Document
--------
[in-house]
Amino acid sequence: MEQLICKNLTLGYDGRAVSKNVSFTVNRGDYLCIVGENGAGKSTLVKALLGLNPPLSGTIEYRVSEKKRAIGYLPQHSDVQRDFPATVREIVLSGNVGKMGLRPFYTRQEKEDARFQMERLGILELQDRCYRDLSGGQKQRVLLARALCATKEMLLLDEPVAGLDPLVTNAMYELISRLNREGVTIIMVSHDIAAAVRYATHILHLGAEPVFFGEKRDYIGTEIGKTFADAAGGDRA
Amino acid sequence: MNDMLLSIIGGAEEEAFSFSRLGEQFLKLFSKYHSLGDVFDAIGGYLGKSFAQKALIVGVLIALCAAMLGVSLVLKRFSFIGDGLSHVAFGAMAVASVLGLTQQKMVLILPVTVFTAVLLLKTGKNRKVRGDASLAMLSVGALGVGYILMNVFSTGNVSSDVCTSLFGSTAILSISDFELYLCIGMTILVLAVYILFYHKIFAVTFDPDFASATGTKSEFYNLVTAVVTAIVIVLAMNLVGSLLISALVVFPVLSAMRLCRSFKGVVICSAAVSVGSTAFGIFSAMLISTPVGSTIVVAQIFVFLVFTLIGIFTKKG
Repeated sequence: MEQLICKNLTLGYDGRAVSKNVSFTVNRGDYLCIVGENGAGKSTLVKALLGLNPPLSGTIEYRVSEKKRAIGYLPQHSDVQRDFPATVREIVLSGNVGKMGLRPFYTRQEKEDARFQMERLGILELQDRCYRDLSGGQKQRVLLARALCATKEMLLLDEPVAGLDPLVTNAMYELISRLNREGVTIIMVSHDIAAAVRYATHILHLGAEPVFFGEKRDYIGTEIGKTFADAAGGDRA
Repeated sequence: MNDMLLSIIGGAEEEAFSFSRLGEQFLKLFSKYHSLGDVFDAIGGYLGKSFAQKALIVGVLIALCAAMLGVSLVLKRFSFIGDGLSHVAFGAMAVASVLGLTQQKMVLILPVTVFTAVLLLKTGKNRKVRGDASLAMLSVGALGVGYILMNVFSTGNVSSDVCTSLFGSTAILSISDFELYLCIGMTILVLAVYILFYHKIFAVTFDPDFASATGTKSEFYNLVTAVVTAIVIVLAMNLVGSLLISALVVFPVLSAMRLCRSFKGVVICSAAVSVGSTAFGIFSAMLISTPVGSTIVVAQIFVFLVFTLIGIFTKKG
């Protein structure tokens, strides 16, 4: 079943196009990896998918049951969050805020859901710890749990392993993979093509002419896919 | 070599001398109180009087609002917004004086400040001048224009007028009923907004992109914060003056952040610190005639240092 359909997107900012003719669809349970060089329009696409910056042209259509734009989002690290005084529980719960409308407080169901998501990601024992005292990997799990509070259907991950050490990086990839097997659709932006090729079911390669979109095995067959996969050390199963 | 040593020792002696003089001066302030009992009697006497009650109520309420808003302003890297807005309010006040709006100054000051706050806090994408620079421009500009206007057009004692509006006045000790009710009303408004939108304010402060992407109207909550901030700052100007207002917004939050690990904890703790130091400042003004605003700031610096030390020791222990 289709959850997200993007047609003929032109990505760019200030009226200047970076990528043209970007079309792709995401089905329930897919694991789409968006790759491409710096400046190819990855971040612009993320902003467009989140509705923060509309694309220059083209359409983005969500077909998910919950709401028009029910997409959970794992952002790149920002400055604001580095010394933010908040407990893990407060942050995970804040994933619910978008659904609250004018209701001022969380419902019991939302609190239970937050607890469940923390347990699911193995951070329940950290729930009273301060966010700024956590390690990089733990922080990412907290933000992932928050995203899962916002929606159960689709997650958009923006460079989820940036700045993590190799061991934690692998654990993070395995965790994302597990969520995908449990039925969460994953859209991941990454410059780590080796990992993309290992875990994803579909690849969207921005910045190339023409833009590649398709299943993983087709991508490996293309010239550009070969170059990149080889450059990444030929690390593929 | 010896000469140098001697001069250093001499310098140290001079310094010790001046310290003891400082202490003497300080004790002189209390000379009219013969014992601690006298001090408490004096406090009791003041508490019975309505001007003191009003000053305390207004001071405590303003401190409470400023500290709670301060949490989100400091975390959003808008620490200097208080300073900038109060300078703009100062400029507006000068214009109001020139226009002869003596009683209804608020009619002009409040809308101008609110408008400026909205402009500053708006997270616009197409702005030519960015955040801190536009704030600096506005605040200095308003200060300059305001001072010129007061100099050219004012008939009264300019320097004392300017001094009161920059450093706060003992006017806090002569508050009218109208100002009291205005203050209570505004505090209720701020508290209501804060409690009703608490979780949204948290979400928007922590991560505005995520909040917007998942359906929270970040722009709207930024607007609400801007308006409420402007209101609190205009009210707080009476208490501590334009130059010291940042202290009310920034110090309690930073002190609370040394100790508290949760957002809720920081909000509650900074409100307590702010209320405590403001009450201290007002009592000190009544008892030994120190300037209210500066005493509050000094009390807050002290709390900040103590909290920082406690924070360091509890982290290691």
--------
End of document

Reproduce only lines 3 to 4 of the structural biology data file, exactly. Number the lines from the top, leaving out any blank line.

Amino acid sequence: MNDMLLSIIGGAEEEAFSFSRLGEQFLKLFSKYHSLGDVFDAIGGYLGKSFAQKALIVGVLIALCAAMLGVSLVLKRFSFIGDGLSHVAFGAMAVASVLGLTQQKMVLILPVTVFTAVLLLKTGKNRKVRGDASLAMLSVGALGVGYILMNVFSTGNVSSDVCTSLFGSTAILSISDFELYLCIGMTILVLAVYILFYHKIFAVTFDPDFASATGTKSEFYNLVTAVVTAIVIVLAMNLVGSLLISALVVFPVLSAMRLCRSFKGVVICSAAVSVGSTAFGIFSAMLISTPVGSTIVVAQIFVFLVFTLIGIFTKKG
Repeated sequence: MEQLICKNLTLGYDGRAVSKNVSFTVNRGDYLCIVGENGAGKSTLVKALLGLNPPLSGTIEYRVSEKKRAIGYLPQHSDVQRDFPATVREIVLSGNVGKMGLRPFYTRQEKEDARFQMERLGILELQDRCYRDLSGGQKQRVLLARALCATKEMLLLDEPVAGLDPLVTNAMYELISRLNREGVTIIMVSHDIAAAVRYATHILHLGAEPVFFGEKRDYIGTEIGKTFADAAGGDRA